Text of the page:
DRS. OZ AND ROIZEN
The new countdown to healthier blood pressure
Published: Tuesday, October 8, 2013 at 6:01 a.m.
Last Modified: Monday, October 7, 2013 at 3:07 p.m.
Invisible and virtually impossible to feel, high blood pressure is quietly ravaging the blood vessels, heart muscles and kidneys of more than 80 million North Americans. Another 70 million of you are at high risk for developing HBP because of your weight, diet or blood sugar (prediabetes). But there's a lot you can do to control or prevent HBP and all that it can trigger. And many of you are already taking smart steps. In fact, a new report reveals that healthier blood pressure is a big reason preventable deaths from heart attacks and strokes in North America fell by a whopping 29 percent between 2001 and 2010.
If you're still trying to get your blood pressure under control or you want to keep it there, five smart steps can help you do it. And if you're taking blood-pressure meds, adding these strategies can help them work better, allow your doctor to adjust your dose and definitely add new levels of protection for your heart, brain, eyes, kidneys, bones and — especially for guys — your reproductive organs. We recommend aiming for a blood pressure reading of 115/75.
1. Do daily home pressure checks (more if your doc says so).
Using a home blood-pressure monitor regularly can keep you motivated, lower your blood pressure, ID problems quickly and help your doctor keep medication levels right. That's enough to cut your risk for an HBP-related fatal heart attack and stroke. So, keep track of daily readings (print out a handy chart or use online tools at the American Heart Association's website, www.heart.org) so you can share the numbers with your doctor.
2. Take three 10-minute walks a day.
We have long advocated walking 10,000 steps a day for overall great health. Physical activity helps keep arteries flexible, a natural route to lower pressure. But new reports show that for people at risk for high blood pressure, striding out for three 10-minute walks (right after meals is the best if your doc agrees) keeps arteries just as flexible and blood pressure just as low as one 30-minute walk. Brief daily stints also offer protection against blood-pressure spikes, which can damage arteries. So mix it up, and make sure that even if you're pressed for time, you get in multiple 10-15 minute walks. If you already have HBP, work with your doctor to determine your safe level of activity.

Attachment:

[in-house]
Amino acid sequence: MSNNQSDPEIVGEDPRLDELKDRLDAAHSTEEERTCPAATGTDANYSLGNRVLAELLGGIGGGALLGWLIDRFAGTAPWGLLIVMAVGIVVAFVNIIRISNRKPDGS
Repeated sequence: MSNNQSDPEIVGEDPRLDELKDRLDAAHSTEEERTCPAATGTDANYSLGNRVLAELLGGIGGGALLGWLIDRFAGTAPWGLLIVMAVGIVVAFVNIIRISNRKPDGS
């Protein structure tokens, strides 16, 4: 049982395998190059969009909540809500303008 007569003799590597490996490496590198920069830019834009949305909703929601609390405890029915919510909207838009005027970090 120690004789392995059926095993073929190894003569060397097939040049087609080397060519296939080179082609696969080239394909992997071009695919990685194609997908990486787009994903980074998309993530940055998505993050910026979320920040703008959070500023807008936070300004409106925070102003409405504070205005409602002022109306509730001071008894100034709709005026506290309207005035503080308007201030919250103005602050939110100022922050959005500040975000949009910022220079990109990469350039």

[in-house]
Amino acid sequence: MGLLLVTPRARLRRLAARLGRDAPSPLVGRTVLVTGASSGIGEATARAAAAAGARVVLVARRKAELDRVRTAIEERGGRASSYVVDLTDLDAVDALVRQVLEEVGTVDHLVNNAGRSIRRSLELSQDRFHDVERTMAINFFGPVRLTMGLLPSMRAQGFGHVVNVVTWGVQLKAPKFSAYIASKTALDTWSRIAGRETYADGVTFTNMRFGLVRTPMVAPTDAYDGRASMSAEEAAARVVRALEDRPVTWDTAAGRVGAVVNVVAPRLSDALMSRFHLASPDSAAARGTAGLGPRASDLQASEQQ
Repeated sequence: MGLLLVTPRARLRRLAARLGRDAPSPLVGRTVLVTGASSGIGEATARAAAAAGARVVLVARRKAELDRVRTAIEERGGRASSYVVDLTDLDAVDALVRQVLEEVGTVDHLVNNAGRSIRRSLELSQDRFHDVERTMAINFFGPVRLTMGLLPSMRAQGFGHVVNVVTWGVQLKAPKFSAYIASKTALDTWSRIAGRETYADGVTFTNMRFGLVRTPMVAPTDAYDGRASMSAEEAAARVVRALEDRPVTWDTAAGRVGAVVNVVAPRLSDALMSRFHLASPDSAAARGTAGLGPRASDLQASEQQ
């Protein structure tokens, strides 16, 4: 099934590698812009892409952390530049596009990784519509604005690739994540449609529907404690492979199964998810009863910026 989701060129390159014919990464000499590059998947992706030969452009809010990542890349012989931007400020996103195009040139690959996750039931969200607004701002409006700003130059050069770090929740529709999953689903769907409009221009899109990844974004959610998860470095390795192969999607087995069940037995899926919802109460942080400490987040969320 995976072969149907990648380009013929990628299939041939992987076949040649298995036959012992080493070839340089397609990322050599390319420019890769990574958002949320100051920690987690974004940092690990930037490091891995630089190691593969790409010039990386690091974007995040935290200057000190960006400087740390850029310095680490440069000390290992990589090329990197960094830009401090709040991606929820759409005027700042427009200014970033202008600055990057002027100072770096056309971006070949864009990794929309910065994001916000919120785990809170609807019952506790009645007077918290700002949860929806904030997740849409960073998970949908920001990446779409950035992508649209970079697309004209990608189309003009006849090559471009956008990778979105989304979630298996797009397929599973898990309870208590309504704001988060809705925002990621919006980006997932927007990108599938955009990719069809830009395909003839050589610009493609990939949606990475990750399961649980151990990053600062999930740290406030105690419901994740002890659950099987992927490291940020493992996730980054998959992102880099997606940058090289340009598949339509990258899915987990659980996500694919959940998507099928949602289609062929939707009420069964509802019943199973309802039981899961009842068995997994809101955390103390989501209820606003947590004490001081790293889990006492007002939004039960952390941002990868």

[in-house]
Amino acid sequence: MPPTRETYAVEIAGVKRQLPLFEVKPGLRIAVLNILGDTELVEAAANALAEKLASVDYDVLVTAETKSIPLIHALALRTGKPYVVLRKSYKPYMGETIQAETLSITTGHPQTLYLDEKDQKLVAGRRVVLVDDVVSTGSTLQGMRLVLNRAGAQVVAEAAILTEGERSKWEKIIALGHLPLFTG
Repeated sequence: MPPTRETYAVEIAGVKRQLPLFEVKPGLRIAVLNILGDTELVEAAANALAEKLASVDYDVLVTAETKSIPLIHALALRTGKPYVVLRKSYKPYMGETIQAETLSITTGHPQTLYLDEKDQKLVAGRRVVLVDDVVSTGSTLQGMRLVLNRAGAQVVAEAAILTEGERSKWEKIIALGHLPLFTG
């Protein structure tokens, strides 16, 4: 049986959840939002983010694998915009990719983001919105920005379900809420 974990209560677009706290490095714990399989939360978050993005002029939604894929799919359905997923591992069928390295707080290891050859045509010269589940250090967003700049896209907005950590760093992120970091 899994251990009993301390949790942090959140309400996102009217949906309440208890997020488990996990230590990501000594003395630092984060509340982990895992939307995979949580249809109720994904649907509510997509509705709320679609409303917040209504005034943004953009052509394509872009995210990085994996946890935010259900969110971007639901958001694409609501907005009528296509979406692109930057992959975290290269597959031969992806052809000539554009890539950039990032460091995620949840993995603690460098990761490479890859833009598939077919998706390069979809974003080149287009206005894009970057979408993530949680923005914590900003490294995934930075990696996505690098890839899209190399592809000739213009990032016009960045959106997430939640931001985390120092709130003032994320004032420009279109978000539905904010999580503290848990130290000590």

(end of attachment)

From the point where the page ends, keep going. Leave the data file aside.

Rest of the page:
3. Control your waist size, too.
Staying waist-trim means you're carting around less deep abdominal fat, which boosts blood pressure. A waist measuring more than 34½ inches doubles a woman's odds for high blood pressure; for guys, a middle over 40 inches boosts the risk of HBP five-fold! Already have HBP? Shrinking your waist size also means you've reduced fat inside your kidney capsule (that fat goes first), which helps normalize blood pressure.
4. Aim for a healthy intake of potassium to sodium.
Most of us take in about one-third more salt than we should. That pulls more fluid into the bloodstream and interferes with your blood pressure's daily rhythms. It reduces your normal, nighttime BP dip that gives your heart a breather and pumps up the normal BP rise that happens before you wake up, boosting odds for early a.m. heart attack or stroke. We suggest you aim for a cap of 1,500 mg of salt a day, or ½ to ¾ teaspoon. Cut out salty processed, packaged and restaurant foods. At the same time, boost potassium with plenty of greens and fruits, like bananas, peaches and berries. This mineral helps your body excrete excess sodium and relaxes arteries, too. Aim for 3,500 mg of potassium a day.
5. Give yourself at least 10 minutes of stress control daily.
Try progressive muscle relaxation, a breathing routine, meditation, yoga or other serene strategy. When stress turns on your body's fight-or-flight response, adrenal hormones boost your heart rate and blood pressure. When you say, “Ommm,” you'll feel better all over.
Mehmet Oz, M.D., is host of “The Dr. Oz Show,” and Mike Roizen, M.D.. is chief wellness officer and chair of Wellness Institute at Cleveland Clinic. To live your healthiest, tune into “The Dr. Oz Show” or visit www.sharecare.com.
Reader comments posted to this article may be published in our print edition. All rights reserved. This copyrighted material may not be re-published without permission. Links are encouraged.